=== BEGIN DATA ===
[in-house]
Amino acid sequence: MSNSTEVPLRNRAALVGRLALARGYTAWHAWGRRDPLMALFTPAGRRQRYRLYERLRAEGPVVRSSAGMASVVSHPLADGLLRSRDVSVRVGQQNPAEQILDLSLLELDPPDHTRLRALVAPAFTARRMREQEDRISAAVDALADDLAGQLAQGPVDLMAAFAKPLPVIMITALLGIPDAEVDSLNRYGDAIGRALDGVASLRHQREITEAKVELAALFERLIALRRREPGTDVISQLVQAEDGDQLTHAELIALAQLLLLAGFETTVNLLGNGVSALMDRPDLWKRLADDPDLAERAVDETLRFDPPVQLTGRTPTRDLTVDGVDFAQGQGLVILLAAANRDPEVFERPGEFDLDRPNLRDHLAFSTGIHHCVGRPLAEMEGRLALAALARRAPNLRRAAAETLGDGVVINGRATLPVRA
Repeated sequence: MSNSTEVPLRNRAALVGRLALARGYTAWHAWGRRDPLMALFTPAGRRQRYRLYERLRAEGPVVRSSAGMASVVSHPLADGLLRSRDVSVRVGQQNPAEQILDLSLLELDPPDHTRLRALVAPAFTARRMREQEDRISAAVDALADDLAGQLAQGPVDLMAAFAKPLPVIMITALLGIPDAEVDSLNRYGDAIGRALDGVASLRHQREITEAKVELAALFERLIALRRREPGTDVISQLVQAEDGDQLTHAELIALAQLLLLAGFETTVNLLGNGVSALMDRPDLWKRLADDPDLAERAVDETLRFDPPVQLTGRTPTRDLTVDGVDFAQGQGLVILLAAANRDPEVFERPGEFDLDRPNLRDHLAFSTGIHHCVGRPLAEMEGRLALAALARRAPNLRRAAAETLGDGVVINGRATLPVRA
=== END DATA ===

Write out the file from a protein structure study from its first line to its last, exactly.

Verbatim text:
[in-house]
Amino acid sequence: MSNSTEVPLRNRAALVGRLALARGYTAWHAWGRRDPLMALFTPAGRRQRYRLYERLRAEGPVVRSSAGMASVVSHPLADGLLRSRDVSVRVGQQNPAEQILDLSLLELDPPDHTRLRALVAPAFTARRMREQEDRISAAVDALADDLAGQLAQGPVDLMAAFAKPLPVIMITALLGIPDAEVDSLNRYGDAIGRALDGVASLRHQREITEAKVELAALFERLIALRRREPGTDVISQLVQAEDGDQLTHAELIALAQLLLLAGFETTVNLLGNGVSALMDRPDLWKRLADDPDLAERAVDETLRFDPPVQLTGRTPTRDLTVDGVDFAQGQGLVILLAAANRDPEVFERPGEFDLDRPNLRDHLAFSTGIHHCVGRPLAEMEGRLALAALARRAPNLRRAAAETLGDGVVINGRATLPVRA
Repeated sequence: MSNSTEVPLRNRAALVGRLALARGYTAWHAWGRRDPLMALFTPAGRRQRYRLYERLRAEGPVVRSSAGMASVVSHPLADGLLRSRDVSVRVGQQNPAEQILDLSLLELDPPDHTRLRALVAPAFTARRMREQEDRISAAVDALADDLAGQLAQGPVDLMAAFAKPLPVIMITALLGIPDAEVDSLNRYGDAIGRALDGVASLRHQREITEAKVELAALFERLIALRRREPGTDVISQLVQAEDGDQLTHAELIALAQLLLLAGFETTVNLLGNGVSALMDRPDLWKRLADDPDLAERAVDETLRFDPPVQLTGRTPTRDLTVDGVDFAQGQGLVILLAAANRDPEVFERPGEFDLDRPNLRDHLAFSTGIHHCVGRPLAEMEGRLALAALARRAPNLRRAAAETLGDGVVINGRATLPVRA